Davos WEF
Davos WEF

Total CEO warns of world riddled with uncertainties that could hold back investment

Gas will not be ignored by Trump administration: Total CEO

The chief executive of French oil giant Total has warned on a world full of uncertainty that is bad for businesses and could threaten new investments in the industry.

"Today what I face is many uncertainties ," Patrick Pouyanné told CNBC at the World Economic Forum in Davos.

"We are waiting to see what the foreign policy of (President-elect) Donald Trump will be, clearly Brexit and there is huge uncertainty over the future of Europe and how you deal with such a country outside of the European Union.

"Plus of course in the Middle East, Iran is back because of the agreement last year - it involved many difficulties around. So there is much uncertainty."

Scott Olson | Getty Images

Pouyanné, however, was largely positive on the incoming U.S. administration with Trump detailing his love for the energy industry and hydrocarbons on the campaign trail. The Total CEO predicted that Trump would be willing to "not put too much" regulation in order to help investment in energy but cautioned that there was a difference between "what you say and when you are in power" with regards to Trump.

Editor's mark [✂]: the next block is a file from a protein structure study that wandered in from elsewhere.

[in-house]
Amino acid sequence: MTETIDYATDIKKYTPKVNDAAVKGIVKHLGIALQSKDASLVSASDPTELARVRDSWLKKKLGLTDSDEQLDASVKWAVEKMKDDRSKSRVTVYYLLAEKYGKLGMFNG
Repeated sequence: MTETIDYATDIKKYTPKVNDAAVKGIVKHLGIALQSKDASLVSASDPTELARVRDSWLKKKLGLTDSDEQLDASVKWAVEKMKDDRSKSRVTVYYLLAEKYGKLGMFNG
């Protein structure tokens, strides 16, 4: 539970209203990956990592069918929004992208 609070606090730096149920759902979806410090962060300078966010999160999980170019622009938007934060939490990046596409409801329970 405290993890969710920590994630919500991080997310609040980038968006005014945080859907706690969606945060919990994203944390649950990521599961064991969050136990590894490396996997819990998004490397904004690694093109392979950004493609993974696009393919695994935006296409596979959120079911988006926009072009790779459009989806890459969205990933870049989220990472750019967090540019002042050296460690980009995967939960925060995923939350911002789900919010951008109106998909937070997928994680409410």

"We will see," he added.

"It's very difficult today to tell you what will happen and I suspect it will take some months. Because I suspect that it's not only if President Trump came to office next Friday, you still have the full administration to put in place before we understand the full policies so it will take time."

Pouyanné explained that the industry was entering into six to nine months of uncertainty.

New US presidents always engage in positive dialogue with Russia: Total CEO

"It's not good for business because what business wants is predictability you know, if you are to invest, if you want to take decisions in energy you invest for 20 years, you need to have clear frameworks so that is the main risk for us."

The Total CEO was also bullish on the U.S. gas industry with his company holding some exposure in the market. He suggested that under Trump, the fiscal incentives which have been planned for renewables could maybe diminish.

"Renewables have made progress ... I think there will be some debate between the Congress, the president. So we will see what the outcome will be of all that," he said.

"But I'm positive, I think the U.S. economy is already strong. So I don't know if Mr. Trump will be able to do it stronger but it seems that it is his vision but we will see what he is doing exactly."

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